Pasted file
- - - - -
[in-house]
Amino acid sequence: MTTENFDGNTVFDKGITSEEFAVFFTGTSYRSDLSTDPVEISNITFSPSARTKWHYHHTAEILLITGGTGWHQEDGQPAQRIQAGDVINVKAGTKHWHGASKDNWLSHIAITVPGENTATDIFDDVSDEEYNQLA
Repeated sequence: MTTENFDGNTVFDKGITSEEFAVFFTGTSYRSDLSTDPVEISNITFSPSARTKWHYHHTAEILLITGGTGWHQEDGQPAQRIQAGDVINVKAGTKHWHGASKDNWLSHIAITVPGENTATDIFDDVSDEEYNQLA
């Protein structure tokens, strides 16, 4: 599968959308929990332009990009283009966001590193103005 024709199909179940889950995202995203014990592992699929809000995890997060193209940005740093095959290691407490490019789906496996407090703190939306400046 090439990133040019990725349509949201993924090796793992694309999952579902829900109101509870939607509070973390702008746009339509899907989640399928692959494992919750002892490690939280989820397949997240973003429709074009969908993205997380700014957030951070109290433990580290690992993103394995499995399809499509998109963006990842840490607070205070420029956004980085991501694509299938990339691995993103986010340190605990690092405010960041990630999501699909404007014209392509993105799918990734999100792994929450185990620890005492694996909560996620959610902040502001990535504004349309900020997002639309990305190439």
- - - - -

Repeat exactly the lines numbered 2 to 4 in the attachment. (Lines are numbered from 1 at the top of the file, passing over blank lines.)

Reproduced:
Amino acid sequence: MTTENFDGNTVFDKGITSEEFAVFFTGTSYRSDLSTDPVEISNITFSPSARTKWHYHHTAEILLITGGTGWHQEDGQPAQRIQAGDVINVKAGTKHWHGASKDNWLSHIAITVPGENTATDIFDDVSDEEYNQLA
Repeated sequence: MTTENFDGNTVFDKGITSEEFAVFFTGTSYRSDLSTDPVEISNITFSPSARTKWHYHHTAEILLITGGTGWHQEDGQPAQRIQAGDVINVKAGTKHWHGASKDNWLSHIAITVPGENTATDIFDDVSDEEYNQLA
């Protein structure tokens, strides 16, 4: 599968959308929990332009990009283009966001590193103005 024709199909179940889950995202995203014990592992699929809000995890997060193209940005740093095959290691407490490019789906496996407090703190939306400046 090439990133040019990725349509949201993924090796793992694309999952579902829900109101509870939607509070973390702008746009339509899907989640399928692959494992919750002892490690939280989820397949997240973003429709074009969908993205997380700014957030951070109290433990580290690992993103394995499995399809499509998109963006990842840490607070205070420029956004980085991501694509299938990339691995993103986010340190605990690092405010960041990630999501699909404007014209392509993105799918990734999100792994929450185990620890005492694996909560996620959610902040502001990535504004349309900020997002639309990305190439």